Comments about ‘House leaders seek political points in Yucca fight’

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Published: Wednesday, May 4 2011 1:55 a.m. MDT

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My2Cents
Kearns, UT

This is a very ill conceived idea by people who have no idea of what they are doing or exposing this and the nation to. Since this part of Nevada went through decades of atomic testing and bomb blasts it seems a natural choice to store the waste but this is the wrong idea. The area by its past use and 50,000 years of half life radiation contamination are the very reason not to even go there.

My question is whether nuclear reactors are really a cheap power source? It is not self sufficient and is government subsidized to remain in operation then there is the eternal problem of 50,000 years to sacrifice hundreds of square miles of farm land and lives to keep it in operation.

Launching it in space doesn't seem a cost effective alternative so what are we willing to sacrifice?

Perhaps we need a moratorium on new power production and better controls to stop building power dependent development. We have become too dependent on electricity that is created by the oil dependence. This country has reached the point of its continued demise so we should concentrate on saving the nation from destruction.

Sensible Scientist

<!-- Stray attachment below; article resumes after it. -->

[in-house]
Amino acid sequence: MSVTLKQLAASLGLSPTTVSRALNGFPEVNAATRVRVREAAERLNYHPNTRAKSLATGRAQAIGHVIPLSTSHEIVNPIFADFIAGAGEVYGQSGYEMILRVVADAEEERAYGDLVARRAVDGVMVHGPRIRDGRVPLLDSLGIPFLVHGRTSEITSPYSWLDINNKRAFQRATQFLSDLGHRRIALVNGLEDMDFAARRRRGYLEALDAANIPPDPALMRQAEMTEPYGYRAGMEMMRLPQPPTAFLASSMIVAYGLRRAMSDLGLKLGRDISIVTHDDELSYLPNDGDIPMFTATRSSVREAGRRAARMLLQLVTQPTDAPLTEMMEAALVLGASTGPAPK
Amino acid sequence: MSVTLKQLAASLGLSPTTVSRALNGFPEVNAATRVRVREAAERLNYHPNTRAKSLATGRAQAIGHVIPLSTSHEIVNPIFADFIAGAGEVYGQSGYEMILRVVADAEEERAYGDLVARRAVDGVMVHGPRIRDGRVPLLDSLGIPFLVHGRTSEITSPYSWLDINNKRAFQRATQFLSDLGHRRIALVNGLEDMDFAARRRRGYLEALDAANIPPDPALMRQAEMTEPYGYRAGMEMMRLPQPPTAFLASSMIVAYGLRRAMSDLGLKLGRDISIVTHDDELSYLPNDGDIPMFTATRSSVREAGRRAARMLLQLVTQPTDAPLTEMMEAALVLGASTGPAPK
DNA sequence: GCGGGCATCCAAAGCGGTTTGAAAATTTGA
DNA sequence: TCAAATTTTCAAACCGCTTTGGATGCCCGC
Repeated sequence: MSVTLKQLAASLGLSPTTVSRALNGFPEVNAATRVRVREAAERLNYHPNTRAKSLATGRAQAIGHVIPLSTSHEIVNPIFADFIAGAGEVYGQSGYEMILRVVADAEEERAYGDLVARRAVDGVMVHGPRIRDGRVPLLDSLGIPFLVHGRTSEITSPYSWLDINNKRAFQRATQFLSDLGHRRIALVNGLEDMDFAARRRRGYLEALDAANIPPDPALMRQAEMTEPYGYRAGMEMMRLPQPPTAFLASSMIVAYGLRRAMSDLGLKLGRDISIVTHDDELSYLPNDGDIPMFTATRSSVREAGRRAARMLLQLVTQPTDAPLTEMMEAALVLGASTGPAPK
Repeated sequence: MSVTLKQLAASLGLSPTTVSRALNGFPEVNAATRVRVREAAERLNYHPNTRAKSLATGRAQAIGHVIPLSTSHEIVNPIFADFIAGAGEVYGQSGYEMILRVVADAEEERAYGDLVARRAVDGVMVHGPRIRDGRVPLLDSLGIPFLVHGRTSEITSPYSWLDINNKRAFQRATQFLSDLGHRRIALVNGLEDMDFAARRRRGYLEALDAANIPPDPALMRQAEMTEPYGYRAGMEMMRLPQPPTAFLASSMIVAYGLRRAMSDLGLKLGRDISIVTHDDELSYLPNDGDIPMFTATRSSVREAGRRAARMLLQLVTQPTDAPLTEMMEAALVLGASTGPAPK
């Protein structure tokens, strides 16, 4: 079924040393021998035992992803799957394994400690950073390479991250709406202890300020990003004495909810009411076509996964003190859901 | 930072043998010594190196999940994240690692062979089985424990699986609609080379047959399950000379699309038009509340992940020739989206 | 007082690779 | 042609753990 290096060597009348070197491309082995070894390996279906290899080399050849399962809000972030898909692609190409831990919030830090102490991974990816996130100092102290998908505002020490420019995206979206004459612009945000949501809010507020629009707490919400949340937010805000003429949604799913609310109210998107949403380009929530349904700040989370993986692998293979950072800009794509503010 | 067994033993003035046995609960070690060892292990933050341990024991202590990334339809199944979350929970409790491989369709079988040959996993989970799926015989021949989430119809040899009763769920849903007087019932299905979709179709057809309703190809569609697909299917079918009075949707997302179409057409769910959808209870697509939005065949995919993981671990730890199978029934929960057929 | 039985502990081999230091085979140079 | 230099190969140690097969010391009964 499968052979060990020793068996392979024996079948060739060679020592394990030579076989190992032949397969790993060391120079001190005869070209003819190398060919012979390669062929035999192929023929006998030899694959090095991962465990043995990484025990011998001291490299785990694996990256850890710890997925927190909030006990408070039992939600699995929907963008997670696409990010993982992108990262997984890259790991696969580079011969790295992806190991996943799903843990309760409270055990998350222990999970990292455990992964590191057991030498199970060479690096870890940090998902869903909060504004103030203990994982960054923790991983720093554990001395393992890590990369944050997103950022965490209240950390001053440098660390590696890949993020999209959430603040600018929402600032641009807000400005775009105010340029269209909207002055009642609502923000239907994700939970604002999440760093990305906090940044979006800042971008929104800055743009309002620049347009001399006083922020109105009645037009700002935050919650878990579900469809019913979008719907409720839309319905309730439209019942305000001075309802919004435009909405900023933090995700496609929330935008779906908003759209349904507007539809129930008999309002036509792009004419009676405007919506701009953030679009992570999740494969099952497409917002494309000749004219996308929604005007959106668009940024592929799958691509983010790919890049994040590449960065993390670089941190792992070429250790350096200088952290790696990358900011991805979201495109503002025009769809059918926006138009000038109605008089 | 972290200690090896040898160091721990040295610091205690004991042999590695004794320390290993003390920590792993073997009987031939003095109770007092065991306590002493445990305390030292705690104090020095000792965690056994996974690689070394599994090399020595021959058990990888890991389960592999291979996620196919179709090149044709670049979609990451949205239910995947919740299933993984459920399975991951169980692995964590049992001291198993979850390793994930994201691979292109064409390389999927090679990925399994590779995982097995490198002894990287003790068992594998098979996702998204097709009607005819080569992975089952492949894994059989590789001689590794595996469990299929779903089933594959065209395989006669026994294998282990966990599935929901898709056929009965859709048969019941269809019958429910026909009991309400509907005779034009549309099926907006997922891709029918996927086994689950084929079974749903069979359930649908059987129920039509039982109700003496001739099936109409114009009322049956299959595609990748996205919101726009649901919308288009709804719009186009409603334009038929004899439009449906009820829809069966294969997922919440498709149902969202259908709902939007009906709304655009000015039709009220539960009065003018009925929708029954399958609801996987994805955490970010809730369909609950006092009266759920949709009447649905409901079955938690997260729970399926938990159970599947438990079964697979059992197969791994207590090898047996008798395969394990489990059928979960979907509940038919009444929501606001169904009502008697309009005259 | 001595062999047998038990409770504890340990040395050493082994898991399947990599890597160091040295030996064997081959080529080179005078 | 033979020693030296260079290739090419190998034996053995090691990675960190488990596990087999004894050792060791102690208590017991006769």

Rexburg, ID

Perhaps if My 2 Cents would do just an hour of research, s/he would discover the credibility of the scientists and engineers that studied Yucca Mountain and the high caliber of work done there. They were from Lawrence Berkeley, Livermore, Sandia, and Los Alamos National Laboratories, the U.S. Geological Survey, and a host of top-notch private companies. They included some of the best possible experts.

Harry Reid and the Obama administration cannot cite any credible science to justify closing Yucca Mountain. Period. It was all done for political reasons, mainly for Harry Reid to keep being re-elected. All credible science and engineering studies support Yucca Mountain as a high-level nuclear waste repository. There is no credible scientific reason it should not be re-opened and completed.

Transportation of radioactive materials already has an impressive 60 year history -- it's really not much of an issue.

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